You must be living inside the GRID if you haven’t heard about the Facebook IPO. There’s a good chance you don’t know what an IPO is or where the $100B value that places keep mentioning comes from. So let’s talk about how to value a publicly traded company, or in this case, how to value the Facebook IPO.
An IPO is the “Initial Public Offering” of a company that will begin trading on the secondary market (the Dow Jones or NASDAQ).
The share estimates of the number of shares that will be available in the Facebook initial offering is about 2.6 million shares.
A publicly traded company is a company whose stock is traded on the stock market. A stock is a piece of the company; by owning a stock or share in a company you effectively own a piece of that company. However, that ownership doesn’t give you any rights to control the company or even rights to the money made by the company. The only return you get from the stock is either dividends or the gain in stock price from the time you buy a stock. So if you buy a $10 stock and one year later the stock is trading at $20, then you could make a $10 share profit if you sold the share on the market.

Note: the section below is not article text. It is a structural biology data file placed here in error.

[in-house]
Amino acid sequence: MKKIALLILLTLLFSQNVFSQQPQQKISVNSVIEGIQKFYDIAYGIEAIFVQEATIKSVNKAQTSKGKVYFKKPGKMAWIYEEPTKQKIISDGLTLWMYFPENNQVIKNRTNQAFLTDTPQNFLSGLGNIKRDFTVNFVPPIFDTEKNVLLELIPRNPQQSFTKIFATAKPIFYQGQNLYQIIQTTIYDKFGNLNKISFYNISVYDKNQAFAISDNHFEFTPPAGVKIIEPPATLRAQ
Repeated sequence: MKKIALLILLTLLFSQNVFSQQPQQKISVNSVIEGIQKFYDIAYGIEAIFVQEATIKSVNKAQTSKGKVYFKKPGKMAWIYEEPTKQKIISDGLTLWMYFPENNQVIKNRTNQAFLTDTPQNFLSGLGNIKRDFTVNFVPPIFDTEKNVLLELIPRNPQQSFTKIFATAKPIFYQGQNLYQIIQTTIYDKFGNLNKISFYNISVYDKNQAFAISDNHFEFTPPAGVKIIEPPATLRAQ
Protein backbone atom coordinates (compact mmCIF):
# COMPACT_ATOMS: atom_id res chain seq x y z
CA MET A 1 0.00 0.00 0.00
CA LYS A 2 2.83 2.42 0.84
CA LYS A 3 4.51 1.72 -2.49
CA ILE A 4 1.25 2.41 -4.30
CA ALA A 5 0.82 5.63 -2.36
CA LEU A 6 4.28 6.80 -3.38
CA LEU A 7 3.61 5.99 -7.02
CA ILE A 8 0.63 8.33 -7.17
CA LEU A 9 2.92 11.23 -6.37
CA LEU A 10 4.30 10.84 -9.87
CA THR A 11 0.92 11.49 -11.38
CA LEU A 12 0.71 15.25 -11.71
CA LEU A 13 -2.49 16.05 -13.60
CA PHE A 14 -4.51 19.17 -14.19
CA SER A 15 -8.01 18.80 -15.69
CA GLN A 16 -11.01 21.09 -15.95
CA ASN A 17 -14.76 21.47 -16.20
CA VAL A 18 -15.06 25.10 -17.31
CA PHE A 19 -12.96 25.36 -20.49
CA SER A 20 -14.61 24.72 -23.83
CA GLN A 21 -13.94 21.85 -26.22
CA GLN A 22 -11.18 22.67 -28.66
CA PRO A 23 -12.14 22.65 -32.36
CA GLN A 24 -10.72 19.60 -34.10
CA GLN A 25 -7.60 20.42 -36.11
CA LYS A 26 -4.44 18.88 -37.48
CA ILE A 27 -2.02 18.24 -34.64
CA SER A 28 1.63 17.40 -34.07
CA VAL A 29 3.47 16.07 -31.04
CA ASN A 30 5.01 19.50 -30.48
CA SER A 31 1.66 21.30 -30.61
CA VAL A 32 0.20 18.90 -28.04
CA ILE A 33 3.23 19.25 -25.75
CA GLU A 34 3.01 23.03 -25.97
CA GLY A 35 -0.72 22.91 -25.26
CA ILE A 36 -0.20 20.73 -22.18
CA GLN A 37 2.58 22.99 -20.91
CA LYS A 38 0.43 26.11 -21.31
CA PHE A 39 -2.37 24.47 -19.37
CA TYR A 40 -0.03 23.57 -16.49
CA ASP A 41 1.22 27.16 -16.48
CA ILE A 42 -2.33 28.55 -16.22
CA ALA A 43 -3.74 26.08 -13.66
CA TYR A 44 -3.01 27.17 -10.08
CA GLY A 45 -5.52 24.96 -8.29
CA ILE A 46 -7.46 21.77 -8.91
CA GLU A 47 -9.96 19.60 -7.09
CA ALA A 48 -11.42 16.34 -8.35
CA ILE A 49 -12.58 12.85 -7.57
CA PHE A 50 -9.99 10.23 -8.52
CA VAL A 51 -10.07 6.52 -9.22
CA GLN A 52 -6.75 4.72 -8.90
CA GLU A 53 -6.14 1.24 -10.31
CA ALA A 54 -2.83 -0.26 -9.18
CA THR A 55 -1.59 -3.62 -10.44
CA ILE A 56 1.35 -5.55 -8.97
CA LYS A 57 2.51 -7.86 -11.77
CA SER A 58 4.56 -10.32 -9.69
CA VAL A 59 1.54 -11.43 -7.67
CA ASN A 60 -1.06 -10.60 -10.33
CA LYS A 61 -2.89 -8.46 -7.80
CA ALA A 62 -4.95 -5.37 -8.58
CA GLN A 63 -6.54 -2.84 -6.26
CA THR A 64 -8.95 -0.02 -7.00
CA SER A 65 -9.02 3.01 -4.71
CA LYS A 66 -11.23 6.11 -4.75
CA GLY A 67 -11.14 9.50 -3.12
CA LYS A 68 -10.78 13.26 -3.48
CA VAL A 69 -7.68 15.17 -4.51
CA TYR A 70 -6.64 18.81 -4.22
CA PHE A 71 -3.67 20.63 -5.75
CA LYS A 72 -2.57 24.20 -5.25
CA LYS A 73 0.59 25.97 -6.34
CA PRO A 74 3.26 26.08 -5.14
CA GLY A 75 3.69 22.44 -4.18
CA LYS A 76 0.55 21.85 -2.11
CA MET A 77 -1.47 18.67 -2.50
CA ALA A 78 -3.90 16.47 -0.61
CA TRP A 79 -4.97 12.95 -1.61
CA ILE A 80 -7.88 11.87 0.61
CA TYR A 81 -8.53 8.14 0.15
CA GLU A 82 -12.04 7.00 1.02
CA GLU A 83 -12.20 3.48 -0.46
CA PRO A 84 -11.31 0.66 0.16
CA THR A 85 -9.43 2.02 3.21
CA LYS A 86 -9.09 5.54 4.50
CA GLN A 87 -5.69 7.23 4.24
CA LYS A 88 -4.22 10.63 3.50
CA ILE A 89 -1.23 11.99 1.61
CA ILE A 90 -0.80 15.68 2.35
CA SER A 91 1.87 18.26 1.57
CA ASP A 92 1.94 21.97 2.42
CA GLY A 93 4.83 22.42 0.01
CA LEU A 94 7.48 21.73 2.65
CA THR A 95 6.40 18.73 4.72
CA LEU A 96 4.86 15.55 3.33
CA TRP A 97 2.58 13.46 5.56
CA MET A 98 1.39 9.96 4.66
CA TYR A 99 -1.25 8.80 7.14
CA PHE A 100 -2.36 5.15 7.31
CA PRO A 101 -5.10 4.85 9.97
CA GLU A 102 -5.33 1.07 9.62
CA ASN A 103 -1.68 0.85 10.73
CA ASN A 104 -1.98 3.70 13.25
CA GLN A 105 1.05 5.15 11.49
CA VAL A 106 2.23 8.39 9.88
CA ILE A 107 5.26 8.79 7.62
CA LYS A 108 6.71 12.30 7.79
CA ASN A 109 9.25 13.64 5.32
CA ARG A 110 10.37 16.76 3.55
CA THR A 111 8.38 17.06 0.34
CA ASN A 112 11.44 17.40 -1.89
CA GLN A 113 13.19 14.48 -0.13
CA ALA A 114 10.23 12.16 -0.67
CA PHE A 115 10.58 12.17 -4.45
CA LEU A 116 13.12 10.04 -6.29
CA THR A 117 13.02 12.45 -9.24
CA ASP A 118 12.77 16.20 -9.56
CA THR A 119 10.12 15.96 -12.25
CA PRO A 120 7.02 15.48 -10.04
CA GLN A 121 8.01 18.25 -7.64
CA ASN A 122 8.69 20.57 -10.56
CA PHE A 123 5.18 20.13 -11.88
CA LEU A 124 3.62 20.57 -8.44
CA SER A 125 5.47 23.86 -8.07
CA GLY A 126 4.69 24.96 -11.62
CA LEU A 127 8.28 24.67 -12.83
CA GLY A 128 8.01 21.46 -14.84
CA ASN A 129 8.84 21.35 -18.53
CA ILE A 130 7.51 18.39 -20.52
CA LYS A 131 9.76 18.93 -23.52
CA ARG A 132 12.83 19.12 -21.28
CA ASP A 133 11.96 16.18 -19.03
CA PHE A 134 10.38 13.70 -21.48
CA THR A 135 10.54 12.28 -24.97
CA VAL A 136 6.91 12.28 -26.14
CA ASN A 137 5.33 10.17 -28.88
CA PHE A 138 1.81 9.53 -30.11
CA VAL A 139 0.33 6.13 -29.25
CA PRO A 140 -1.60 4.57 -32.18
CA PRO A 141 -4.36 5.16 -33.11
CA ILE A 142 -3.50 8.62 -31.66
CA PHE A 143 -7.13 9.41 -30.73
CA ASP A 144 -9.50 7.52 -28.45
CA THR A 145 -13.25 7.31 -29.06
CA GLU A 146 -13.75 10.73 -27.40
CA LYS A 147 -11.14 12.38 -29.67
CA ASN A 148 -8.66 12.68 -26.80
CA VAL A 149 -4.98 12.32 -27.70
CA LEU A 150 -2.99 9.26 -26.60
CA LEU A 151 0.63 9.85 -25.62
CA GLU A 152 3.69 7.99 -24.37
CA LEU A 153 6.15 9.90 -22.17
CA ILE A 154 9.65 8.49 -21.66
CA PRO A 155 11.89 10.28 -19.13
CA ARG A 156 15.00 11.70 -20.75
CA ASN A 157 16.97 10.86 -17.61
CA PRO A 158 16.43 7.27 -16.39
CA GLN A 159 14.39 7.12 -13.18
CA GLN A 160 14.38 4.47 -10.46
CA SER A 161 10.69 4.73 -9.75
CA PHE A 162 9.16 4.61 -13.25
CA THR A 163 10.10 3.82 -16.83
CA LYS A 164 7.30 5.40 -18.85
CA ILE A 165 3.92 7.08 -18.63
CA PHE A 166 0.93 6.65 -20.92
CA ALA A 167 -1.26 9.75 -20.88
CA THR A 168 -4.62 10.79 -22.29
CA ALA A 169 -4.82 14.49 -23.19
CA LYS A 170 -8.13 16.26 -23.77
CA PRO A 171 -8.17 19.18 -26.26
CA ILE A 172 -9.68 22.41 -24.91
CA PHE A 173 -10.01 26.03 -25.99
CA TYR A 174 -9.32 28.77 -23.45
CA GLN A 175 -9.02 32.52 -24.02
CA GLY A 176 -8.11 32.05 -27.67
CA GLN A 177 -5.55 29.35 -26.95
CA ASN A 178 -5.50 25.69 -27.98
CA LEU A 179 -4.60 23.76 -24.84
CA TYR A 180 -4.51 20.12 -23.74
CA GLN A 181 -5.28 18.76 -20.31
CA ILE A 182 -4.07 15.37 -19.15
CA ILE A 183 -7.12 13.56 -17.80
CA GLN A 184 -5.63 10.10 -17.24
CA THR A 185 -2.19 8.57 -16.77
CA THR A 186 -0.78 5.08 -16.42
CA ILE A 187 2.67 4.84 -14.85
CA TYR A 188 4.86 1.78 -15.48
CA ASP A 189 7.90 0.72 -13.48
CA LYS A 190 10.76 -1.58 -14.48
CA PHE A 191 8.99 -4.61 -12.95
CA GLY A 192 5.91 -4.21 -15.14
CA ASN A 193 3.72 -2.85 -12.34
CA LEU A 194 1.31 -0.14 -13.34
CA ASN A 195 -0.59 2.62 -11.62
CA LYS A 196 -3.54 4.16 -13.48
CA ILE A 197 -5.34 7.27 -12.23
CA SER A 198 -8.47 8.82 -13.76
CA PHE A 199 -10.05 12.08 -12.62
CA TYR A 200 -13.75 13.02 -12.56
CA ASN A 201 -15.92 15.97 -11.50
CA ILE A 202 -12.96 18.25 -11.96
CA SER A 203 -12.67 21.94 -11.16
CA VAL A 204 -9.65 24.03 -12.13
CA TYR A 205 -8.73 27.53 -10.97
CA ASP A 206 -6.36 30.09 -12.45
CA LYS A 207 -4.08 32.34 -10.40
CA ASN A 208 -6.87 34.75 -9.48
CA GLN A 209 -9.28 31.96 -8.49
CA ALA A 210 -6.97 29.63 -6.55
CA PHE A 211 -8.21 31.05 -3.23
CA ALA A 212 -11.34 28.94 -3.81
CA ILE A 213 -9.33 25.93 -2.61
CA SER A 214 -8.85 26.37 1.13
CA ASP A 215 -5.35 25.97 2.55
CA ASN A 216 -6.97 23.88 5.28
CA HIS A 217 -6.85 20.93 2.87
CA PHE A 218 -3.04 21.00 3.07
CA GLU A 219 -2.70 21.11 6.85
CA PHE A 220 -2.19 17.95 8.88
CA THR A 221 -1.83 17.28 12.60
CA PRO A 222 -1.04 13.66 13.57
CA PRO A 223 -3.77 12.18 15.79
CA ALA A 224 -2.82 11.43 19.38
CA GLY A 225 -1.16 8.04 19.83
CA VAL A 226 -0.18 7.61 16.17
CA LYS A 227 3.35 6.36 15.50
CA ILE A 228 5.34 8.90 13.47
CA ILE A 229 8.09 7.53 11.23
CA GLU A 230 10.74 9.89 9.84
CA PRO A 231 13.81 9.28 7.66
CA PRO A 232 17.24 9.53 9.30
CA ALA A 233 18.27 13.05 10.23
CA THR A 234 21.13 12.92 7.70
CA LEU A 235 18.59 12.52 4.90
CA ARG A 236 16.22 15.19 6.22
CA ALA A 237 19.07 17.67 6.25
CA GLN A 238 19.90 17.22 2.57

So where does the market value of a stock come from? Well, the market value is the value the stock market gives the company. It’s a mathematical calculation that is determined by the company’s current stock price multiplied by the number of shares a company has on the secondary market (stock market). The more the market values the stock and the more demand for a stock by buyers, the higher the price for the stock will be. Likewise, lower demand for a stock reduces the price. With Facebook releasing 2.6 million shares into the market, based from the $100 billion estimates, we can actually find what the stock will be trading for as soon as it hits the market (demand will cause the price to either rise or fall on the first day of trading).
100 billion / 2.6 million = $38.46/share (number not exact, but based off estimates of IPO)
So the market value ($100 billion Facebook value) of the company will fluctuate daily based off the stock price in the market. If the price of the stock goes up, then so does the market value, and vice versa if the price/demand for the stock falls.
Need more help understanding? Feel free to comment or ask questions.